Another year, another crazy, memorable Opening Day.
And this one had an extra special feel thanks to #CapsOn, as fans all over the country showed their support by donning the hat of their favorite club in celebration of this baseball holiday. Monday's collection of games included greatness from many of the usual suspects and memories that will last forever for guys we're just getting to know. It was a fitting follow-up to Sunday's tripleheader, which was capped off by the Royals raising their World Series banner and beating the Mets (again) with defense, situational hitting and aggressive baserunning.
From Wily Peralta's first pitch at Miller Park to Miguel Castro's last out in the Rockies' victory in Arizona, Major League Baseball's 141st Opening Day was a celebration of extraordinary players and a preview of the drama ahead in a season where almost anything seems possible.
But there's no need to get ahead of ourselves. Take a moment to consider what we've already seen. Here were my 10 favorite moments from Monday's nine openers:
One more time for the ace and the orator
Maybe you can think of a better way to start a season than to hear Vin Scully describing a Clayton Kershaw start, but not me. I wanted to hear what Vinny would say off the top, and in the first inning, after informing his SNLA audience that the new Padres manager is a former infielder named Andrew Mulligan Green, he did not disappoint.
"Kershaw, the numbers are remarkable," said Scully, who is working his 67th season as the Dodgers' announcer and plans to retire when it's over. "For instance, last year, 301 strikeouts and only 42 walks … big swing and a miss by Jon Jay … Kershaw, that makes him No. 1 in Major League Baseball history … this is his sixth Opening Day assignment. He is three wins, no losses, earned-run average of one-point-one-four."
And that was before Kershaw carved up the Padres, holding them to a Jay single in seven shutout innings of a 15-0 victory. Make it 4-0 with an 0.93 ERA for Kershaw on Opening Day. The last time the Dodgers lost on Opening Day, by the way, Vicente Padilla was their starting pitcher.
Borrowing a page from Stephen Curry
It's become popular to say that the NBA's reigning MVP is also that league's most improved player. Imagine if we're saying that about Bryce Harper in a month or two.
Harper pulled a home run into the seats in the right-field bleachers in his first at-bat of the season. He had fouled off three two-strike pitches from Julio Teheran and watched Anthony Rendon get picked off first base, then crushed a belt-high slider that didn't slide much. The Nationals would go on to win 4-3 in 10 innings.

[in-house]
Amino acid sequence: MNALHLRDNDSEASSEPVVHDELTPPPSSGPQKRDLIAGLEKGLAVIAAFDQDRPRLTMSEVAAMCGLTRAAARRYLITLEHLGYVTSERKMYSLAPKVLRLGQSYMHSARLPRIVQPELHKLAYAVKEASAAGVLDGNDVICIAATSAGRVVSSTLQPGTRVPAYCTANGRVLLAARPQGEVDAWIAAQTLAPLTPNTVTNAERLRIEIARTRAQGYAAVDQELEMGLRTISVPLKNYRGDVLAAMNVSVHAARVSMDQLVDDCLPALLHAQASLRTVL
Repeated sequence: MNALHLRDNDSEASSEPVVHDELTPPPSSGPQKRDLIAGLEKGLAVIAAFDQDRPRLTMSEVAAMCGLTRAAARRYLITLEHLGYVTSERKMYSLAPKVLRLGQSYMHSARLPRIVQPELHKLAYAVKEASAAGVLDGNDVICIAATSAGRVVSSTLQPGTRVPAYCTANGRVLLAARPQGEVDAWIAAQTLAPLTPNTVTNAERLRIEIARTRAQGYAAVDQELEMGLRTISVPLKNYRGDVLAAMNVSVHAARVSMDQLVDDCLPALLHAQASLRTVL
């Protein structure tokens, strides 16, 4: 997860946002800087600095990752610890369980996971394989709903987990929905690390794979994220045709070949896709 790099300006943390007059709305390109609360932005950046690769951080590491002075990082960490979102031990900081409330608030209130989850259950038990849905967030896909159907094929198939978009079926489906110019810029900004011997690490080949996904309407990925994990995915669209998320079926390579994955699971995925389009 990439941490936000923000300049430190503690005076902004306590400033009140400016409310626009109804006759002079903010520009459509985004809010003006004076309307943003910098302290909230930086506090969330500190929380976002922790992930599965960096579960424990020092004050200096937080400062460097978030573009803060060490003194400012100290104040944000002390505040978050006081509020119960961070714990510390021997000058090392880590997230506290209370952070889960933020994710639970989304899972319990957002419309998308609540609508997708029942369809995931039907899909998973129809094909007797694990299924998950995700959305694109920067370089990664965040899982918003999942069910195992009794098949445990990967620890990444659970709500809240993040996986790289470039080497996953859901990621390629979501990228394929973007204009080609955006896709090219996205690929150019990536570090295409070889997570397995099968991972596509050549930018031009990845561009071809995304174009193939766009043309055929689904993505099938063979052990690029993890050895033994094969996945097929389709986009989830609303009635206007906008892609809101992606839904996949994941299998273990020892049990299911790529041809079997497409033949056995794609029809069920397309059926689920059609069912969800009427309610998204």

Thanks for the start, skip
Brewers second baseman Scooter Gennett hit .114 against left-handers last season, but he spent the spring lobbying manager Craig Counsell to give him a shot to be a full-time player, not a platoon player.
"You can't hit what you're not allowed to see,'' Gennett said in the clubhouse before Monday's game.
Counsell started Gennett, and he responded with a lefty-lefty homer off Madison Bumgarner in the second inning. Even Gennett's mouth opened wide watching the ball sail into the loge level in right field. It was not only the first homer he has ever hit off of a lefty in his career, but Statcast™ tracked it at 108.5 mph, which was almost 5 mph faster than any ball he hit all of last year. It was a bright spot in a 12-3 loss to the Giants, who brought some thunder of their own. Speaking of which ...
Matt Wieters ' game-winning single in the bottom of the ninth was a nice reward for Baltimore fans who remained at Camden Yards through two extended rain delays. It gave the Orioles a 3-2 victory over the Twins, which, of course, was highlighted by the contact hitting of a guy Dan Duquette acquired for his power, Mark Trumbo. He had four singles, including including a two-out hit in the ninth that set up Wieters' game-winner. Consider this a strong first impression.